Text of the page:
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    Differential roles of positive and negative perfectionism in predicting occupational eustress and distress. / Kung, Claryn Shu-Ji; Chan, Carina Ka Yee.

    In: Personality and Individual Differences, Vol. 58, 2014, p. 76 - 81.

    Research output: Contribution to journalArticleResearchpeer-review

    TY - JOUR

    T1 - Differential roles of positive and negative perfectionism in predicting occupational eustress and distress

    AU - Kung, Claryn Shu-Ji

    AU - Chan, Carina Ka Yee

    PY - 2014

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    N2 - Although perfectionism is often associated with increased occupational stress, little research has explored the differential roles of adaptive (positive perfectionism [PP]) and maladaptive (negative perfectionism [NP]) perfectionism in predicting psychological responses to stressors. Applying the Holistic Model of Stress, this study examined the role of perfectionism in explaining positive (eustress) and negative (distress) stress responses, as indicated by vigor and strain. Participants were 156 employees (73 academic, 83 administrative) from a tertiary institution who completed self-report questionnaires, consisting of the Positive and Negative Perfectionism Scale, Personal Strain Questionnaire (involving vocational, psychological, interpersonal, and physical strain), Shirom-Melamed Vigor Measure, and Marlowe-Crowne Social Desirability Scale. Correlations and hierarchical multiple regressions assessed how PP and NP predicted vigor and strain. After controlling for social desirability, higher PP predicted greater vigor, and lower vocational and physical strain; whereas higher NP predicted less vigor, and greater vocational, psychological, interpersonal, and physical strain. Therefore, PP and NP are evidently different in the understanding of responses to stressors. Promoting PP may aid in lowering strain perceptions associated with one s job and body. Interventions to cope with increased NP could improve overall well-being.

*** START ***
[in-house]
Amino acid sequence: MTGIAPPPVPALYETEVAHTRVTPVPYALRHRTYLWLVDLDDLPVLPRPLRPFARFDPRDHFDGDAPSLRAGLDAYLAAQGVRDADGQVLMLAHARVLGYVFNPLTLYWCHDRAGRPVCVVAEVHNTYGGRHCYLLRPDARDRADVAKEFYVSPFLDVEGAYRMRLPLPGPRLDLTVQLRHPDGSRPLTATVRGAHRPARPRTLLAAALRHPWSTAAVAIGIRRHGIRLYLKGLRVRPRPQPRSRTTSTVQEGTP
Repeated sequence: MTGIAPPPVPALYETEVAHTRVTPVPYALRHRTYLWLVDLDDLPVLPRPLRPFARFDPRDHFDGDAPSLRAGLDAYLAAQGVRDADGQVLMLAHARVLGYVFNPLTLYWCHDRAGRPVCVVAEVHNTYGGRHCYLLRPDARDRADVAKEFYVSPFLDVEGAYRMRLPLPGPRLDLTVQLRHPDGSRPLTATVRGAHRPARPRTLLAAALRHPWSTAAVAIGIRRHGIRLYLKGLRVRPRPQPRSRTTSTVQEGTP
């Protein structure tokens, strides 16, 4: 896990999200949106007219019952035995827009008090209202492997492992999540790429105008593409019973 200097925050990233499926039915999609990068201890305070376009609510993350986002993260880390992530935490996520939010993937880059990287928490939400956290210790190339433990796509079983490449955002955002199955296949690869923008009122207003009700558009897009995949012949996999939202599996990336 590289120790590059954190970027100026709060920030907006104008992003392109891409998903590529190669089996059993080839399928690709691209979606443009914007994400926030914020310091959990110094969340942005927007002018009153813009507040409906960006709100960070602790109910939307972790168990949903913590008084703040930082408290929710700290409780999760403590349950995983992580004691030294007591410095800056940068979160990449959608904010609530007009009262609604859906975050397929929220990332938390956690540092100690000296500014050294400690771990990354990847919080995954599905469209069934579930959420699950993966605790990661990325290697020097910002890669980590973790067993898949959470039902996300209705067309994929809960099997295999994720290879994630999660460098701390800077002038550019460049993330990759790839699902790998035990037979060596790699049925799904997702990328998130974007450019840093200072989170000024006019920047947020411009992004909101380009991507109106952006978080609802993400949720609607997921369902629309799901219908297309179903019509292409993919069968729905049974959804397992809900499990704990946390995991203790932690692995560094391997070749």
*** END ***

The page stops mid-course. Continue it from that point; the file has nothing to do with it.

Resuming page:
AB - Although perfectionism is often associated with increased occupational stress, little research has explored the differential roles of adaptive (positive perfectionism [PP]) and maladaptive (negative perfectionism [NP]) perfectionism in predicting psychological responses to stressors. Applying the Holistic Model of Stress, this study examined the role of perfectionism in explaining positive (eustress) and negative (distress) stress responses, as indicated by vigor and strain. Participants were 156 employees (73 academic, 83 administrative) from a tertiary institution who completed self-report questionnaires, consisting of the Positive and Negative Perfectionism Scale, Personal Strain Questionnaire (involving vocational, psychological, interpersonal, and physical strain), Shirom-Melamed Vigor Measure, and Marlowe-Crowne Social Desirability Scale. Correlations and hierarchical multiple regressions assessed how PP and NP predicted vigor and strain. After controlling for social desirability, higher PP predicted greater vigor, and lower vocational and physical strain; whereas higher NP predicted less vigor, and greater vocational, psychological, interpersonal, and physical strain. Therefore, PP and NP are evidently different in the understanding of responses to stressors. Promoting PP may aid in lowering strain perceptions associated with one s job and body. Interventions to cope with increased NP could improve overall well-being.